• Tollroadsnews predicts that the appointment of a new executive director at the Texas Department of Transportation may mean more public-private partnerships (or comprehensive development agreements as they’re known in the Lone Star State). I wrote about CDAs in Texas in a blog post this summer.
  • Tollroadsnews also reports that the government of Puerto Rico and a Goldman Sachs/Abertis joint venture called Metropistas have reached agreement on a P3 project for the PR22 and PR5 toll roads. The roads will be expanded and modernized under the venture. The private firms are paying the territory an upfront fee of $1.1 billion for the right to maintain and operate the roads and keep toll revenues for 40 years. There’s more about Puerto Rico’s P3 program in this Capitol Ideas E-Newsletter article from this summer.

Other News of Note

  • The 2011 Urban Mobility Report is just out from the Texas Transportation Institute at Texas A&M University. The report estimates the cost of congestion is more than $100 billion annually, nearly $750 for every commuter in the United States.
  • A new poll has found that California’s high-speed rail project rates low in voters’ priorities, the Sacramento Bee reports.
  • According to a new Atlanta Journal-Constitution poll, 51 percent of registered voters say they would vote to approve a one-penny transportation tax in a region-wide referendum next year. 36 percent said they would oppose it.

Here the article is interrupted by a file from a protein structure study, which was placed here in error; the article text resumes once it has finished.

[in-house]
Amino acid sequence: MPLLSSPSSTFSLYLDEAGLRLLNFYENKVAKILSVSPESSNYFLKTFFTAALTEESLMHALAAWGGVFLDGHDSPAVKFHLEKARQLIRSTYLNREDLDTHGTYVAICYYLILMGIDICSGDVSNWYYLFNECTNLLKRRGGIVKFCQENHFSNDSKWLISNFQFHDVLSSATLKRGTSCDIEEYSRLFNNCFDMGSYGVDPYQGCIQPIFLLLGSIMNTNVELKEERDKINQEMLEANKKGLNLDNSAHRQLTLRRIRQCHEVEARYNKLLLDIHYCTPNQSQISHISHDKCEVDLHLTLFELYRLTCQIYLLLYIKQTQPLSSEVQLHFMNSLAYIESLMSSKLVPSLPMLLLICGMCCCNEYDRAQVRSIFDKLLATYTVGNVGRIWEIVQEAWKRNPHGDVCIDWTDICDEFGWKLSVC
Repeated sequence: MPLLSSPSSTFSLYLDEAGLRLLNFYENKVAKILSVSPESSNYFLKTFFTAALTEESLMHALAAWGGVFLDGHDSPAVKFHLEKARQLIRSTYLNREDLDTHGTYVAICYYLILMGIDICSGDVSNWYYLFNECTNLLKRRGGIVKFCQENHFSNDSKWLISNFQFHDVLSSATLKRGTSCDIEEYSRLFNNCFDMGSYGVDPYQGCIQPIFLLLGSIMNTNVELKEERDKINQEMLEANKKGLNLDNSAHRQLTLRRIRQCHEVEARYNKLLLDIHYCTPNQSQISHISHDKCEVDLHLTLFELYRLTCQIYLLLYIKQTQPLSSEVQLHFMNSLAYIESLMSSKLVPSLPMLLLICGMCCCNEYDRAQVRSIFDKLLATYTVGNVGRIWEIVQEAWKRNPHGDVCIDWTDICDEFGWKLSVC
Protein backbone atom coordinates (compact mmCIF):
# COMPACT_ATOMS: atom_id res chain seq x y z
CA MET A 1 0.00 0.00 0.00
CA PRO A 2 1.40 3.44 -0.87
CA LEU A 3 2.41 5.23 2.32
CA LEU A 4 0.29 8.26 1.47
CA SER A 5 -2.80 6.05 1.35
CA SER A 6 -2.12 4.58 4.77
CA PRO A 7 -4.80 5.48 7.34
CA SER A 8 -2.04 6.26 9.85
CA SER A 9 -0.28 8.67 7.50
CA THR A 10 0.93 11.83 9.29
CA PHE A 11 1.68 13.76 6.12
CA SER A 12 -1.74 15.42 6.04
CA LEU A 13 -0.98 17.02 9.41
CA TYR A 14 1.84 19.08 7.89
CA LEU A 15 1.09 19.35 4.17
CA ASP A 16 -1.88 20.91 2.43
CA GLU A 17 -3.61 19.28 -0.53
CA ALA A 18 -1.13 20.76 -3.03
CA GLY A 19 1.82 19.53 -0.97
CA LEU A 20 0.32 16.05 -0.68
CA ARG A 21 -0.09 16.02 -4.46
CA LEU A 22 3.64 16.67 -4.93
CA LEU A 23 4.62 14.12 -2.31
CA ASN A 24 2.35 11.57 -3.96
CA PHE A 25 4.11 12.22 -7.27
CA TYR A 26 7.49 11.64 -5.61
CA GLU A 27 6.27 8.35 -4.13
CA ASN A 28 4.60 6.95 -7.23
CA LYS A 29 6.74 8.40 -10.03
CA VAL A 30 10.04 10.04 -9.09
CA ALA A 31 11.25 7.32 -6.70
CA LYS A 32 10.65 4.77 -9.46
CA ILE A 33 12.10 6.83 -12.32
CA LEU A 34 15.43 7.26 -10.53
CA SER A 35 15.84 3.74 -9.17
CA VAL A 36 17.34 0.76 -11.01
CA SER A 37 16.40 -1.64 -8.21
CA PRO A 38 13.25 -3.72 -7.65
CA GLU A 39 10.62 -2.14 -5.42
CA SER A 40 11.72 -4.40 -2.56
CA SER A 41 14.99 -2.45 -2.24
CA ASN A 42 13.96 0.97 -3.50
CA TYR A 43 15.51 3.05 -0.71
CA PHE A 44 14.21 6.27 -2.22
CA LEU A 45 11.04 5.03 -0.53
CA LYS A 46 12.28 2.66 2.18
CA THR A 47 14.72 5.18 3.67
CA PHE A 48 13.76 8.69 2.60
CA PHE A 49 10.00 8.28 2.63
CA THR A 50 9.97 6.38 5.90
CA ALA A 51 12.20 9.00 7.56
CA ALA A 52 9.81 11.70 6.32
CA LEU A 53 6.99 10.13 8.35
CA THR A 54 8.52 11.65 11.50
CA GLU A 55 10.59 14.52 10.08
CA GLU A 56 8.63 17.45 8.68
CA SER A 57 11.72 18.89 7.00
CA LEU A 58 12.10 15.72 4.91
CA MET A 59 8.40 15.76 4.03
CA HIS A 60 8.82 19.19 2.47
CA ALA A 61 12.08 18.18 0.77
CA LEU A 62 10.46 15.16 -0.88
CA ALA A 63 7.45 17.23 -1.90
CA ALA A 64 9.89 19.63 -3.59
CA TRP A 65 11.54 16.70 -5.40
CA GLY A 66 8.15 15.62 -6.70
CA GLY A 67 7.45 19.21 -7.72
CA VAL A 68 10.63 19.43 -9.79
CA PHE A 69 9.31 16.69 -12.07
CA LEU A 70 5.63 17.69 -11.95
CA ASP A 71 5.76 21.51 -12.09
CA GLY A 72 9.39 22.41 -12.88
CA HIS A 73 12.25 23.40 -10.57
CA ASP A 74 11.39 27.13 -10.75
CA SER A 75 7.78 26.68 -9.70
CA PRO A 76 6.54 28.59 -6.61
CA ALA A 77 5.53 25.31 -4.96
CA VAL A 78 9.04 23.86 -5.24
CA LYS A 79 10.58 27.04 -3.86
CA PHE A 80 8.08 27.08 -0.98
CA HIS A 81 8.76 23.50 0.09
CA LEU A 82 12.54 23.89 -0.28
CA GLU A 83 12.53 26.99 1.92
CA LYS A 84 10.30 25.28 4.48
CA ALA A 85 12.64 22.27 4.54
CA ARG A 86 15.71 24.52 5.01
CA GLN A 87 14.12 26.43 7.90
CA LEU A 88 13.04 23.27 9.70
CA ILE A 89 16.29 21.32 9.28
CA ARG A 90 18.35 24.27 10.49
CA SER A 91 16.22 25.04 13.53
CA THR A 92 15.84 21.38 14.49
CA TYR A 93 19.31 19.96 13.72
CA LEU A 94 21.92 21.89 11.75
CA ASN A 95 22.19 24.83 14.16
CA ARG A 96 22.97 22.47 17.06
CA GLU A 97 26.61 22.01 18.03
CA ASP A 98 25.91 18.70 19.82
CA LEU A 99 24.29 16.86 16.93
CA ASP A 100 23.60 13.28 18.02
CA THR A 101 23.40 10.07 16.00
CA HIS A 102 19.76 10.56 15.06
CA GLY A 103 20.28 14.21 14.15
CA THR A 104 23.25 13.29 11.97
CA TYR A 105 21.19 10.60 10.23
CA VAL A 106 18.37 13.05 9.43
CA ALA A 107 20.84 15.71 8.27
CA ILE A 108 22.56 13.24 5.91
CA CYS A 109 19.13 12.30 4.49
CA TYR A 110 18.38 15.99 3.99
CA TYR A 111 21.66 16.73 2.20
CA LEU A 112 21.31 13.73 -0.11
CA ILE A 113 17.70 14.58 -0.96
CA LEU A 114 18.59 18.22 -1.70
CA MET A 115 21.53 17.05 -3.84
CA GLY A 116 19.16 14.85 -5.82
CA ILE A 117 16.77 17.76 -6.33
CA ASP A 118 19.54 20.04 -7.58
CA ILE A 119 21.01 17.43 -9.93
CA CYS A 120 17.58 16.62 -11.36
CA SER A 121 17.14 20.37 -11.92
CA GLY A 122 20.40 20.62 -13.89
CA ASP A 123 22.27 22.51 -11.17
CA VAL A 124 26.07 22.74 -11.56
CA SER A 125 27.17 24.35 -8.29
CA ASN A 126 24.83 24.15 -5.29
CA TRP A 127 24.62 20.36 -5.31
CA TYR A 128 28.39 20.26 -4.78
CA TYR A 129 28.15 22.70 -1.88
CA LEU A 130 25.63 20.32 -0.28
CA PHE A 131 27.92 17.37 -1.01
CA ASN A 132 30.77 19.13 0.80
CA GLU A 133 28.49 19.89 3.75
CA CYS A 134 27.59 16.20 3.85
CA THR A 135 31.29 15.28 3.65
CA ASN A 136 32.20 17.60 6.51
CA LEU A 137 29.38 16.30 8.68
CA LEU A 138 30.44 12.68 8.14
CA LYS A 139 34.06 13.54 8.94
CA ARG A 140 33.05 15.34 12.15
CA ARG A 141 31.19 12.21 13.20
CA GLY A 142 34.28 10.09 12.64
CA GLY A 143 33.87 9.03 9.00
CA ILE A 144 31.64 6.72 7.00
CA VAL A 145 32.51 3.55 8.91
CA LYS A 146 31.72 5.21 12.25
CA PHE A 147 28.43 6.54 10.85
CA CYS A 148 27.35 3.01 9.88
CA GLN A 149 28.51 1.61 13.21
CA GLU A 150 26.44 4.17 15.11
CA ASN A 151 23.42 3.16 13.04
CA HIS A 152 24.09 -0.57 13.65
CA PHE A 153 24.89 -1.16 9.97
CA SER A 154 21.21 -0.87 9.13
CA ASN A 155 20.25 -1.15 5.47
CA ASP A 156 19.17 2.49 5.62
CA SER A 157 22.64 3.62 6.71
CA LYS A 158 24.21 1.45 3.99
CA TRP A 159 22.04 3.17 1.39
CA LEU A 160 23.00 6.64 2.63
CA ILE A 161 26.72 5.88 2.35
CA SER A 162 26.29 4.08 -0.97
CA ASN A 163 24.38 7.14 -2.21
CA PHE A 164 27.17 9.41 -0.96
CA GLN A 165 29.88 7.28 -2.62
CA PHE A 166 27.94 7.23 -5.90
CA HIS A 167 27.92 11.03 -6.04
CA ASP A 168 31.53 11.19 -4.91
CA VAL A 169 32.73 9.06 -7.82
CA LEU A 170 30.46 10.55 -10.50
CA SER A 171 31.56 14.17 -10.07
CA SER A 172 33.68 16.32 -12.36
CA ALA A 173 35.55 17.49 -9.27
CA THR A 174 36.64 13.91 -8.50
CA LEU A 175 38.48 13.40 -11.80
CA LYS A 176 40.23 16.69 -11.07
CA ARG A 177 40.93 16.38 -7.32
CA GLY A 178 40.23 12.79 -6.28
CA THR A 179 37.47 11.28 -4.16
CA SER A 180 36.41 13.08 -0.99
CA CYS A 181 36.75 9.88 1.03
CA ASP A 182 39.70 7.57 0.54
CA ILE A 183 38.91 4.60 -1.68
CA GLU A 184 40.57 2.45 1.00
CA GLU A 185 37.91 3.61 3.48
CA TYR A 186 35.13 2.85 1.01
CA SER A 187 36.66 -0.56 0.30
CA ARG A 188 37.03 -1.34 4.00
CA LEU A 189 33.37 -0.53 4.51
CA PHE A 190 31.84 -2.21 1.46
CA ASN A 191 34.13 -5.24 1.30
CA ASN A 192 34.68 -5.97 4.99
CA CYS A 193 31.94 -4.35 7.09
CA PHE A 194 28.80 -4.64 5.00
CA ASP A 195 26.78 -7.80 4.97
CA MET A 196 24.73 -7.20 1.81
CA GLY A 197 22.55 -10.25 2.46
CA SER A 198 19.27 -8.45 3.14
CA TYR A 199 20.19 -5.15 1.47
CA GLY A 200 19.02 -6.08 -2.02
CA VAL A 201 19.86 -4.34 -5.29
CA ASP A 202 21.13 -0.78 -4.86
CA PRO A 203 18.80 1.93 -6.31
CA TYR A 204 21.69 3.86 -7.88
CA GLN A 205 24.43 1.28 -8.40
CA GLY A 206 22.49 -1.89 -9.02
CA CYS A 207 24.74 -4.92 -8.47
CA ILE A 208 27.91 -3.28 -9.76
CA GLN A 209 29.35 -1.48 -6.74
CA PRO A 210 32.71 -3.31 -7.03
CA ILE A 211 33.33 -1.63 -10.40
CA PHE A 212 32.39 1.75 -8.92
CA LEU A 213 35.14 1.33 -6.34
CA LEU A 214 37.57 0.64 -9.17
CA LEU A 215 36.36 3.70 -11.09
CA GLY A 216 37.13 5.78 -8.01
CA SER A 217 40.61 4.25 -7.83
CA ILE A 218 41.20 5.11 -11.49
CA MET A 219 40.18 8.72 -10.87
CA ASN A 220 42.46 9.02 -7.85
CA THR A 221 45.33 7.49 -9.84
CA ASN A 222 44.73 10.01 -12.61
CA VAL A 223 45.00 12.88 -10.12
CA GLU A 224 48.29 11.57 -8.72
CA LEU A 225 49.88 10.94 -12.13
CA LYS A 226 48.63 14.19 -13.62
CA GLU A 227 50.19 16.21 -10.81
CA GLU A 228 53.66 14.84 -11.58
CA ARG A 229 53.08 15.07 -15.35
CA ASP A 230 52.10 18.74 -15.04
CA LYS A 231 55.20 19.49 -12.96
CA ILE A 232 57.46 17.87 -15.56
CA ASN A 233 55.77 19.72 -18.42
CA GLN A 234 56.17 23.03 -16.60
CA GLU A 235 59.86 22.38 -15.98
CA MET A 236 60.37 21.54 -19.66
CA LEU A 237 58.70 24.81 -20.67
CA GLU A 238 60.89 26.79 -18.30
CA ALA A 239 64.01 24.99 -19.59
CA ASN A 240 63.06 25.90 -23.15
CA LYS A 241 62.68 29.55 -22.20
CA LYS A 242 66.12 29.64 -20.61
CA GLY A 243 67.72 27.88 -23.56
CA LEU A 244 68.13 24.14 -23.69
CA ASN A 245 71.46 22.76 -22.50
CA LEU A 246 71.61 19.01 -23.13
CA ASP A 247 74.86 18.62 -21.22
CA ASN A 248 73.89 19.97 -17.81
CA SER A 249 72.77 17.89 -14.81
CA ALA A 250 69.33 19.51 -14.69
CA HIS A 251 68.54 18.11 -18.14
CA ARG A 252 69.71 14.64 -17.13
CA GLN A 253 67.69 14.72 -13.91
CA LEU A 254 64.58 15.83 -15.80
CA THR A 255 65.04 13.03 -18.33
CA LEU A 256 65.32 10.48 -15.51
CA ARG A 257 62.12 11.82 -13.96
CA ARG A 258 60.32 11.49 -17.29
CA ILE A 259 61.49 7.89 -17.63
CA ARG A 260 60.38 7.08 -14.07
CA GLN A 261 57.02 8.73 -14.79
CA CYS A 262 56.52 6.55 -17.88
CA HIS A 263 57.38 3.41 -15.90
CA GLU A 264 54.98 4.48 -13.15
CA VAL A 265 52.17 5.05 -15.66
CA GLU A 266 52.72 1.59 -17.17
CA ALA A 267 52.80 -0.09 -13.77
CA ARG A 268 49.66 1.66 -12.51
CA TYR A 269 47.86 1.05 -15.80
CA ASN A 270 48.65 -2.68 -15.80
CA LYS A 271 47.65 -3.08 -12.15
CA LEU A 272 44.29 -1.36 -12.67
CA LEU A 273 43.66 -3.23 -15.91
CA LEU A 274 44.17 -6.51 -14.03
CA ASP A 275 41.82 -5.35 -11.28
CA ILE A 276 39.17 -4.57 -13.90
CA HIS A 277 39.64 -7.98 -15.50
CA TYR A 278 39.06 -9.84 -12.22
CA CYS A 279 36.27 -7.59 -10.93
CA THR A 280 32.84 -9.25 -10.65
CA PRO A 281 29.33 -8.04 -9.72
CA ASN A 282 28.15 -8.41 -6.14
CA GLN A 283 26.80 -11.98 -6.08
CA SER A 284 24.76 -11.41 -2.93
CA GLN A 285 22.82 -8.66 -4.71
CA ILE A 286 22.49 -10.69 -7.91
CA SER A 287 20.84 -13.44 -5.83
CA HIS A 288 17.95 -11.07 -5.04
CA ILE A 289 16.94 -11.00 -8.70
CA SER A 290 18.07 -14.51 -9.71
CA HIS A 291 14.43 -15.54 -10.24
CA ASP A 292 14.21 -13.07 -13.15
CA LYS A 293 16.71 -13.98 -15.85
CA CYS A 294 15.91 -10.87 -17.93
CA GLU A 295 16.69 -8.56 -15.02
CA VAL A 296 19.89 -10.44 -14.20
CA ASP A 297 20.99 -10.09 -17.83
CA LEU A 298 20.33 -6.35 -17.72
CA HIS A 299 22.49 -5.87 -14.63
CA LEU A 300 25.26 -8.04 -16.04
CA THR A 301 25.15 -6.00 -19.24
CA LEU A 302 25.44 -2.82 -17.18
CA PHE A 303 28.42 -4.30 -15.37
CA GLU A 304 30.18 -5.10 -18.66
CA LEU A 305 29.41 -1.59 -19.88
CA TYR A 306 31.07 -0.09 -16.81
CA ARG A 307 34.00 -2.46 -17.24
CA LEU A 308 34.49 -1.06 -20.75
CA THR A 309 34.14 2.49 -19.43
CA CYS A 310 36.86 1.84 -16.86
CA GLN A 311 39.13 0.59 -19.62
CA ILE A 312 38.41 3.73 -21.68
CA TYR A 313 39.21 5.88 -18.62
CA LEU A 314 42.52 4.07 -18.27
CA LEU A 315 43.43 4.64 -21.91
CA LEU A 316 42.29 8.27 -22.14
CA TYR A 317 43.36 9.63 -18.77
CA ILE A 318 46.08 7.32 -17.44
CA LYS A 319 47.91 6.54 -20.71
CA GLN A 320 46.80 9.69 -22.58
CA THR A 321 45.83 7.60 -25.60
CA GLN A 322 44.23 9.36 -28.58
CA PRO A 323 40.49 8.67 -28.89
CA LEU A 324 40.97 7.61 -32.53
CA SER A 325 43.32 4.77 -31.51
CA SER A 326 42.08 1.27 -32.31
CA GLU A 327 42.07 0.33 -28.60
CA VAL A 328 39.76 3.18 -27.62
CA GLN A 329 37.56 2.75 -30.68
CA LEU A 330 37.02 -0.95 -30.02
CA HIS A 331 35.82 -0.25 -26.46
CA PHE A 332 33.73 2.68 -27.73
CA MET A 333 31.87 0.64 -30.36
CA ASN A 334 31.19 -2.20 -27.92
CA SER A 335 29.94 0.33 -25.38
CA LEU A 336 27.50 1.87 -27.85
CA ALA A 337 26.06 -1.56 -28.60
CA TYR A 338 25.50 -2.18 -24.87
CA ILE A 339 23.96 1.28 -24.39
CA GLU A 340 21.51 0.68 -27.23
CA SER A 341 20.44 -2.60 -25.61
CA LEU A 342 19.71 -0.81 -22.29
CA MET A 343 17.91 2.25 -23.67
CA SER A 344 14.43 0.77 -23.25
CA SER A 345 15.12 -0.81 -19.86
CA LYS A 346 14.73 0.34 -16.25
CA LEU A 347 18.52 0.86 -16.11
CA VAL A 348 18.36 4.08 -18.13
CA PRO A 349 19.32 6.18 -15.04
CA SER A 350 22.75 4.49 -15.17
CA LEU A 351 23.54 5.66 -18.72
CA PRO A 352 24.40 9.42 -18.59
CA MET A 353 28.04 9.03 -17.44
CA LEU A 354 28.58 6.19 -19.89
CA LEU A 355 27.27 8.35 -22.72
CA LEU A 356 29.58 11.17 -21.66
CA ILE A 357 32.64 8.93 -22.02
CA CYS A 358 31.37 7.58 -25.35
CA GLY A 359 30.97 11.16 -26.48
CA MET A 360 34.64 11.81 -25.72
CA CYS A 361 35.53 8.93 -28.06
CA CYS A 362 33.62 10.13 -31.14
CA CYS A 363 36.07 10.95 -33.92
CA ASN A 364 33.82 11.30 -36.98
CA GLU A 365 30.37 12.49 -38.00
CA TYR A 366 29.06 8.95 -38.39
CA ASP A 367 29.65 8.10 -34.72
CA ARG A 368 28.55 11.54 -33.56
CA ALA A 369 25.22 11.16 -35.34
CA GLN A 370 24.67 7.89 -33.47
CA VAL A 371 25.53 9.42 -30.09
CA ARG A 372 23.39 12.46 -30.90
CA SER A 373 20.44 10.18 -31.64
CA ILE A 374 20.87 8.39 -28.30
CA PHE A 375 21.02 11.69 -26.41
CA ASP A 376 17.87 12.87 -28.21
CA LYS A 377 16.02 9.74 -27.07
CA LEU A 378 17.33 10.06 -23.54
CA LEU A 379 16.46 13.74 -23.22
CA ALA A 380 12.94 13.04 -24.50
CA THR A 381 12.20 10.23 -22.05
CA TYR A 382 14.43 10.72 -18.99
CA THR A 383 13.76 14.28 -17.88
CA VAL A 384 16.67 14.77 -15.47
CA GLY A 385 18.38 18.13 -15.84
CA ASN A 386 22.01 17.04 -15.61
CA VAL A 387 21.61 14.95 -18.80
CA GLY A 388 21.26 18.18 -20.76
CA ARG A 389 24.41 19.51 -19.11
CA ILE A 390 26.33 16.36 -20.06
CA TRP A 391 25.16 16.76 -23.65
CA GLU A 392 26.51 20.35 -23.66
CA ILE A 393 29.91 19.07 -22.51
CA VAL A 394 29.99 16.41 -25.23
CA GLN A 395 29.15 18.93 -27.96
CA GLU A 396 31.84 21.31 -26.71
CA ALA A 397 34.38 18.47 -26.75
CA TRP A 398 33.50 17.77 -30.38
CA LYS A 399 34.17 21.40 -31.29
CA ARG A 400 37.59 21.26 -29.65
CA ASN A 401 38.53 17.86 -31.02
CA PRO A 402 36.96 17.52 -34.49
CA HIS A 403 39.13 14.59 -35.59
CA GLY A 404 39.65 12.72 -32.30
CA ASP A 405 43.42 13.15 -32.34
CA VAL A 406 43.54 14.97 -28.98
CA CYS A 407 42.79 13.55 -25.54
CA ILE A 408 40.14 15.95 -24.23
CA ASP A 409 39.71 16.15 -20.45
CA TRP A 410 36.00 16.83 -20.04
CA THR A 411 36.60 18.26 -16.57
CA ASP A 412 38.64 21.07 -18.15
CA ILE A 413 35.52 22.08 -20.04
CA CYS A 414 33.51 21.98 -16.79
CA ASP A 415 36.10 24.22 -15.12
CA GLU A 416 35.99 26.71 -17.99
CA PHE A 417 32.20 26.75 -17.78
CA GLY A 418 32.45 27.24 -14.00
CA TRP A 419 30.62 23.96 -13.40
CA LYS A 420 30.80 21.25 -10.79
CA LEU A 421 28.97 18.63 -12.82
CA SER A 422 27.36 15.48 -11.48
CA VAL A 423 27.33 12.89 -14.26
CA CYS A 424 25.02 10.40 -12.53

• James Whitty, who heads up the Office of Innovative Partnerships and Alternative Funding at the Oregon Department of Transportation, argues in favor of moving toward a vehicle miles traveled or mileage-based user fees in this op-ed for Bloomberg.
  • Streetsblog Capitol Hill ponders whether Mitt Romney would build roads or rail if elected President.
  • Robert Poole of the Reason Foundation writes in his Surface Transportation Innovations newsletter this month about three major highway tunnel projects moving forward in this country. I wrote about Seattle’s tunnel project in a recent blog post. The other two tunnels are in Miami and Los Angeles. “Though tunnels are several times more costly than surface routes, sometimes going under is the only feasible way to close gaps in urban expressway systems, given the high political and economic costs of condemning very expensive land,” Poole writes. “State-of-the-art tunnel boring machines are one key to cost-effective tunneling.”

Oh, by the way… in preparation for the construction of the Seattle tunnel, the Washington State Department of Transportation plans to close down the Alaskan Way Viaduct for nine days next month. Some are predicting a massive traffic jam on the order of the “carmageddon” that, um, failed to materialize in Los Angeles this summer when the I-405 was shut down. Seattle’s version of Carmageddon is conveniently set to take place smack dab in the middle of CSG’s National Conference and North American Summit in Bellevue, Washington. But that’s no reason to not register for what promises to be a great meeting. You won’t have anywhere to go anyway since you’ll be listening to the great lineup of speakers we’ve assembled. For those of you who can’t make it to the meeting, I’ll let you know what Carmageddon II looks like.